The Six R’s of Mourning Grief


Grief. Photo courtesy of eflon(CC Attribution)

What Is Grief?

This instructional presentation highlights the parallels between grief and addiction. Jeff Georgi provides insight and resources for practitioners and relatives in dealing with the potential interplay between the two. Grief is described as a process of experiencing any perceived loss and is only the beginning of the often neglected mourning process, which continues beyond the initial perception of the loss in a non-linear fashion that will vary person-to-person based on the unique biological, psychological, social, spiritual and experiential features of the mourning context. 

The Six R’s of Grief

The “six R” model of the mourning process (recognition, reaction, recollection, relinquishment, readjustment, re-investment) describes the basic phases of mourning. It is important to note that these phases are cyclical and may be punctuated by sudden temporary upsurges of grief (STUG). Mourning complications include substance abuse, depression, and chronic anger, any of which can arise from disruptions or failures in any of the “six R” phases. This information is useful to anyone who is treating or interacting with those in mourning, especially younger populations whose on-going brain development makes them particularly susceptible to the mourning complications.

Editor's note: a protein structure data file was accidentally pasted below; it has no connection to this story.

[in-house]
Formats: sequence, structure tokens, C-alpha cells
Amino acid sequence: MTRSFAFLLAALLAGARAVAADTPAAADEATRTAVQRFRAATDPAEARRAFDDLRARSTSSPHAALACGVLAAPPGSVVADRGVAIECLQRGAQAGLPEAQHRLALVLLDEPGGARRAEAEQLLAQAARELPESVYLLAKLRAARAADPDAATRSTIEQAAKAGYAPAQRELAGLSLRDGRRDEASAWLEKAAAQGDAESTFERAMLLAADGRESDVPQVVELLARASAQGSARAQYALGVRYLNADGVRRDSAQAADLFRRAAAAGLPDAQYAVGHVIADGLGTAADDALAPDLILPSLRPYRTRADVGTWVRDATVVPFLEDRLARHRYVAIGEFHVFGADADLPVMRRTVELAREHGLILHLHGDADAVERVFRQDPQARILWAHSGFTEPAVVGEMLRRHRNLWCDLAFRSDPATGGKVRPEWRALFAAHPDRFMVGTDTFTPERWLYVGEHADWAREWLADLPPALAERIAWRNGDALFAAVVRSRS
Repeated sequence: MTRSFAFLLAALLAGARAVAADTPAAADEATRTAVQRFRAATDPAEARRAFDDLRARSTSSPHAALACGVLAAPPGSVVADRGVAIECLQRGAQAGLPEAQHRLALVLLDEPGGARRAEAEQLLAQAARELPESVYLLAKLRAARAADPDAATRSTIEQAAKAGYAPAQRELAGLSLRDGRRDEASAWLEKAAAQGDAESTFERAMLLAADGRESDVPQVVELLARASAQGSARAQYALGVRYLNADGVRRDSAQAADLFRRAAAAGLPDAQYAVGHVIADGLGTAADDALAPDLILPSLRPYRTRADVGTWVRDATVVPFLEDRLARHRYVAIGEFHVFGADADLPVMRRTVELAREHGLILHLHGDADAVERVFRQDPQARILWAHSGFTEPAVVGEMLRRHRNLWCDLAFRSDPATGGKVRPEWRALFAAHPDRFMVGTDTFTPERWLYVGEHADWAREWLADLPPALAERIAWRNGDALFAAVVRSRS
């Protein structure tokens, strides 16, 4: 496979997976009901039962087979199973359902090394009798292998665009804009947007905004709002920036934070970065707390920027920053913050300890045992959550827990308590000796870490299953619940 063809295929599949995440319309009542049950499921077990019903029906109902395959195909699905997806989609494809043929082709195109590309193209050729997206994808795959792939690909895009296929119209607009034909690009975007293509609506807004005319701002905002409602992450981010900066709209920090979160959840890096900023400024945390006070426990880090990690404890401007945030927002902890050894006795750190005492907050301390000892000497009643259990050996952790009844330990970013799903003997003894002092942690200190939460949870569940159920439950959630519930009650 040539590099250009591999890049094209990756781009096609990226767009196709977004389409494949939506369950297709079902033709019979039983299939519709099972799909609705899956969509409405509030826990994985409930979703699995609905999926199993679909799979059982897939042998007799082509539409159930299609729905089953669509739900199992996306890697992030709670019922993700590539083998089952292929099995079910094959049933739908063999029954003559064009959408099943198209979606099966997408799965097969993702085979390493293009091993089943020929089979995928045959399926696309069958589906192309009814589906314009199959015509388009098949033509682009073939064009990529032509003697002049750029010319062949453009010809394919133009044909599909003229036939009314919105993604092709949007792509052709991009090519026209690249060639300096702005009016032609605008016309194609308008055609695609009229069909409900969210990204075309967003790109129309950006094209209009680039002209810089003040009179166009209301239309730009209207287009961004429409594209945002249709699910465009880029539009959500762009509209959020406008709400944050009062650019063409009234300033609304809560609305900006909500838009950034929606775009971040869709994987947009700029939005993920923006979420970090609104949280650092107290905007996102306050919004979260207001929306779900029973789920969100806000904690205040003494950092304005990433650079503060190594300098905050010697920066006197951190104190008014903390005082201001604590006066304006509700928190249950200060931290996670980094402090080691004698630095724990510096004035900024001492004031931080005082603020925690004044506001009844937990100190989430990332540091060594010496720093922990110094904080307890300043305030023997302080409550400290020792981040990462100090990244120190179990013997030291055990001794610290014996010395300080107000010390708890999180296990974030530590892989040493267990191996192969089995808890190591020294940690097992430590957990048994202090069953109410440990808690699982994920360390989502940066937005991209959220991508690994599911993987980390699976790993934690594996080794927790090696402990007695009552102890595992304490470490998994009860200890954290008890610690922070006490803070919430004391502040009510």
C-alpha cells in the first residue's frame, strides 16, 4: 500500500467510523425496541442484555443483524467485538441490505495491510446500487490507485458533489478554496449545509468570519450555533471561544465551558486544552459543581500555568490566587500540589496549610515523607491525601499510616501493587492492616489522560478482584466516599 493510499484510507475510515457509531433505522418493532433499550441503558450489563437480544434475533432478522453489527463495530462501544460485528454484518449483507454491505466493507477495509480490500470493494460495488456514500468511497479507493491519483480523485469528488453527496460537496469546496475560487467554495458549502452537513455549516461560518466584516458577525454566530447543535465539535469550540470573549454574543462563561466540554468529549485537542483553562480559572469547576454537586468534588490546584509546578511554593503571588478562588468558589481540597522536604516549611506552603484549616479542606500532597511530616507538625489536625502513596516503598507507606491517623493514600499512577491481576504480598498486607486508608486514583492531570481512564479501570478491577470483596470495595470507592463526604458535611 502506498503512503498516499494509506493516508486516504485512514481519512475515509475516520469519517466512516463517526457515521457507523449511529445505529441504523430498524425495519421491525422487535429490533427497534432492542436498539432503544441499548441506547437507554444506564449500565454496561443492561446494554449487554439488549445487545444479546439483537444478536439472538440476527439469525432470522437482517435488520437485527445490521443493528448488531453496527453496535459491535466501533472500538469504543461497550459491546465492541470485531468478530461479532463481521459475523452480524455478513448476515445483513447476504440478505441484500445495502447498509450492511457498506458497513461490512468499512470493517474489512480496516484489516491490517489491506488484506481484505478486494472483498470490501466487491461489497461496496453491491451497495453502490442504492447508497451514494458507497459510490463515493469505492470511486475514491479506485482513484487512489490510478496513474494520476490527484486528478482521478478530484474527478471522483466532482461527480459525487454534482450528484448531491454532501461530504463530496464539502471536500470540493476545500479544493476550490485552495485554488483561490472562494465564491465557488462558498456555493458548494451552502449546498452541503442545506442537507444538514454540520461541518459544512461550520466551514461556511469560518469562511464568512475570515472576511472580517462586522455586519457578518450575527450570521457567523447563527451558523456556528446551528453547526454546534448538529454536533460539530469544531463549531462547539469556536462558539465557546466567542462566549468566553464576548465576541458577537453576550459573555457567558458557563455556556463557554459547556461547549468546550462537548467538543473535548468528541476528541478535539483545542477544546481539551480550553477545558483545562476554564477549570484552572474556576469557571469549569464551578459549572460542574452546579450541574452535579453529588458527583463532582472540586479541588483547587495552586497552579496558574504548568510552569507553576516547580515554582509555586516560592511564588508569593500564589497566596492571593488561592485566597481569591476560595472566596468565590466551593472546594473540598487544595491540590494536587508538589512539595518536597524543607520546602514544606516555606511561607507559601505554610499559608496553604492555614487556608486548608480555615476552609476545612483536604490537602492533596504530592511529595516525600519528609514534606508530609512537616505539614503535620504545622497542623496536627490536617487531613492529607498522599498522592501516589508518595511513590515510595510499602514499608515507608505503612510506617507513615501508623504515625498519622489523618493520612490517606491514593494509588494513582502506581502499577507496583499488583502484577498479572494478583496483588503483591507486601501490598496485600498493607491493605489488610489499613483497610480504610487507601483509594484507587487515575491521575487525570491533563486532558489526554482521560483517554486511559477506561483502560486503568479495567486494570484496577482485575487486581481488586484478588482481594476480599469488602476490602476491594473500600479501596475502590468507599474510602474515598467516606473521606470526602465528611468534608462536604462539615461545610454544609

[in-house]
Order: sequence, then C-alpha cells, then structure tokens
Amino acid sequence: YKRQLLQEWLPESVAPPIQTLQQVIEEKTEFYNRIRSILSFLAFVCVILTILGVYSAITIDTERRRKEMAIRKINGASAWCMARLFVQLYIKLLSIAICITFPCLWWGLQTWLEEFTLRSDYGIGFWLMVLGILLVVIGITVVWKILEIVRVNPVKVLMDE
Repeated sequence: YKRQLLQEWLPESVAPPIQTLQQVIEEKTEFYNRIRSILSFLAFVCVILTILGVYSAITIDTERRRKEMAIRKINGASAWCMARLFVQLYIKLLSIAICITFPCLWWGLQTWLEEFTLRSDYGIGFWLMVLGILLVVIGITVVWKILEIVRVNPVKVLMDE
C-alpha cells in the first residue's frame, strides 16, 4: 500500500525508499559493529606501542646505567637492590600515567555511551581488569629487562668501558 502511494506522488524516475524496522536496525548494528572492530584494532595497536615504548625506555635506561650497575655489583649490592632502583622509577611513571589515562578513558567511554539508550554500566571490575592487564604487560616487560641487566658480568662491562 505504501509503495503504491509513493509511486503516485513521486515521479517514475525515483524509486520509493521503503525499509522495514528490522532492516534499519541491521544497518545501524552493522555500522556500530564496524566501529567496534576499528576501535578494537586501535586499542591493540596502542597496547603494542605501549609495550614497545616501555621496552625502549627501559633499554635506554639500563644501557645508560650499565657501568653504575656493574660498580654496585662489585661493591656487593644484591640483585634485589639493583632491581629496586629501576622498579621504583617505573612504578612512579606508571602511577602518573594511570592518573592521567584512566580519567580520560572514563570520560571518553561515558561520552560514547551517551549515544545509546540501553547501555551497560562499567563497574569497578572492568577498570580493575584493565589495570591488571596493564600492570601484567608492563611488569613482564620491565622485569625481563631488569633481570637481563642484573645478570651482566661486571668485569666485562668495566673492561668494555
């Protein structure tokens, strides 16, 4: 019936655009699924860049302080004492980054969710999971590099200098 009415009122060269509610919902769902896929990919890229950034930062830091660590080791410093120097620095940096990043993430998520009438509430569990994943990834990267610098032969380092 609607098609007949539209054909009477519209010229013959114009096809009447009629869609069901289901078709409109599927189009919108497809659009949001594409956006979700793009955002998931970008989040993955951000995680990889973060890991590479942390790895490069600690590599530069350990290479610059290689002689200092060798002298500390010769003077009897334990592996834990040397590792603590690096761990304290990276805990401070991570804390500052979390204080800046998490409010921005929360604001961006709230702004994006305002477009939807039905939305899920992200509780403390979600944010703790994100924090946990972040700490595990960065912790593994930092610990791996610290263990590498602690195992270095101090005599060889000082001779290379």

Grief’s Role In Addiction 

Similar to addiction, grief is a biological, psychological, social and spiritual malady. Traumatic experiences such as failure of attachment, loss of youth, broken relationships or a death of a child can make individuals feel a loss of love. Some turn to drugs and alcohol, where they find the love and solace that cures their grief. Addiction, however, is only a temporary solution that eventually leaves the addict in a more grievous state. Many addicts are usually stuck in a complicated phase of mourning. Getting sober itself is a form of grief. Addicts lose their best friends and coping mechanisms when they get sober. We work with our students to overcome their addictions and eventually deal with some of the deeper grief they may be experiencing. 

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